The 2020 Final Girls Berlin Film Festival ran from February 6 through 9 and we here at Film Combat Syndicate were lucky enough to have remote access to some of the feature films and shorts. If you haven’t already, be sure to read our reviews of feature films such as Dark Whispers and Rock, Paper, Scissors to give you an idea of what was offered at this year’s festival.
On February 7th, in the Social Ills Short Block, Alexandra Serio’s film Tingle Monsters debuted. What, you may be asking, is a ‘tingle monster’? If you’re asking that question then you, like me, may not know what ASMR (autonomous sensory meridian response) is either. I had to read some of the information provided by Serio herself. In Tingle Monsters, An ASMR vlogger with a devoted fan base returns from an extended absence with a live stream that spirals out of control.
The concept sounds simple enough, but the way that women are talked to online and treated either online or in-person is an issue that needs to be talked about more and this short film could be a good conversation starter.
Here’s the trailer:
On February 8th the true crime shorts block was shown. This was a small block of four shorts covering topics like podcasts, sex trafficking, and more. This block showed “Last Seen” which was directed by Drew Van Steenburgen, “South Shore” which was directed by Xavier Hamel, “Kaya” directed by Catherine Fordham, and “Children of Satan” directed by Thea Hvistendahl.
While I enjoyed all four of these, I particularly enjoyed “Last Seen” which followed a true crime podcaster who was out to cover a story that would help her keep her fanbase and “Kaya” which shows what a sister can do when a beloved sibling goes missing.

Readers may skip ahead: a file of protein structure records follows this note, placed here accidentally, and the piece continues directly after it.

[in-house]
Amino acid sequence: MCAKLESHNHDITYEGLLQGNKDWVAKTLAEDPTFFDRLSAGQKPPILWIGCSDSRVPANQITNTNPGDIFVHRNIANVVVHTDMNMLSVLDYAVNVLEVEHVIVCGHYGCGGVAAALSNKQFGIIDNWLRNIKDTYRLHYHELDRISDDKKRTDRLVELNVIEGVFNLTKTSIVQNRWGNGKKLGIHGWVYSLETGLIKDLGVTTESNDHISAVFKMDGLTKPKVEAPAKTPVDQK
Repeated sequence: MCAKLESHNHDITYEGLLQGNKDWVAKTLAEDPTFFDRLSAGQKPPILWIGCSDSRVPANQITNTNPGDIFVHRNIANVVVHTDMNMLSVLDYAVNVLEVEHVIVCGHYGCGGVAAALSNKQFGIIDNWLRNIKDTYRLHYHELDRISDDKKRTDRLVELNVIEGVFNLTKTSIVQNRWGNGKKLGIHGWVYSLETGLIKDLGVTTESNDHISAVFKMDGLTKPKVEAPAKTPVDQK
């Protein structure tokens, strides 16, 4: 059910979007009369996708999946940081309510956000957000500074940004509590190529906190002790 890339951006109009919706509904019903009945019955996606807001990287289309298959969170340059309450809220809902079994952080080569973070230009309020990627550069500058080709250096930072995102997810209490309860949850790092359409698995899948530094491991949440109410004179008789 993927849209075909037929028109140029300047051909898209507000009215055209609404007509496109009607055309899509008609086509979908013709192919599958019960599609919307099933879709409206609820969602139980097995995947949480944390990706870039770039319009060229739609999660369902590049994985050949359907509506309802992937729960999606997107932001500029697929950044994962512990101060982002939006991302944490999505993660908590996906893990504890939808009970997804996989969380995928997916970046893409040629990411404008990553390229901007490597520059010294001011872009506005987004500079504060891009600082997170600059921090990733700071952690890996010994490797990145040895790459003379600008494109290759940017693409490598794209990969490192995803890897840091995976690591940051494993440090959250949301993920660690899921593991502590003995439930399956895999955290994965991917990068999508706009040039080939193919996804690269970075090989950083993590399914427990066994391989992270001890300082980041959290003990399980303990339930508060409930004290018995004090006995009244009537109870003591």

On February 9th a shorts block featuring the theme of folk horror was shown. This block featured seven films by various directors. It included “Drum Wave” directed by Natalie Erika James, “Boogeywoman” directed by Erica Scoggins, “The Doula” directed by Sarah Welsh Elliott, “Always Going Never Gone” directed by Wanda Nolan, “Hunting Season” directed by Shannon Kohli, “Xiomara” directed by Loelle Monsanto, and “Vinegar Baths” directed by Amanda Nell Eu.
I love folk tales and these folk horror shorts were all enjoyable, especially because I was not familiar with the tales that these shorts featured. From the “bad spirits” in “Drum Wave” to the horrors of a young woman getting her first period, to the Sranan folk tale of an aseyma, these shorts covered a range of tales that were all creepy and interesting. I would like to learn more about the folk tales that inspired these shorts.
Short films can be tricky to create because one does not have the time frame that a full-length movie allows to tell a story. The short has to set the scene, tell the tale, and give a resolution in less than a half-hour. Most of these shorts were under fifteen minutes. They were all captivating; I wanted more though. I wanted more of the stories, more from these directors and writers. If these shorts were just a taste of what these writers and directors can do, they definitely made me hungry for more of their talent.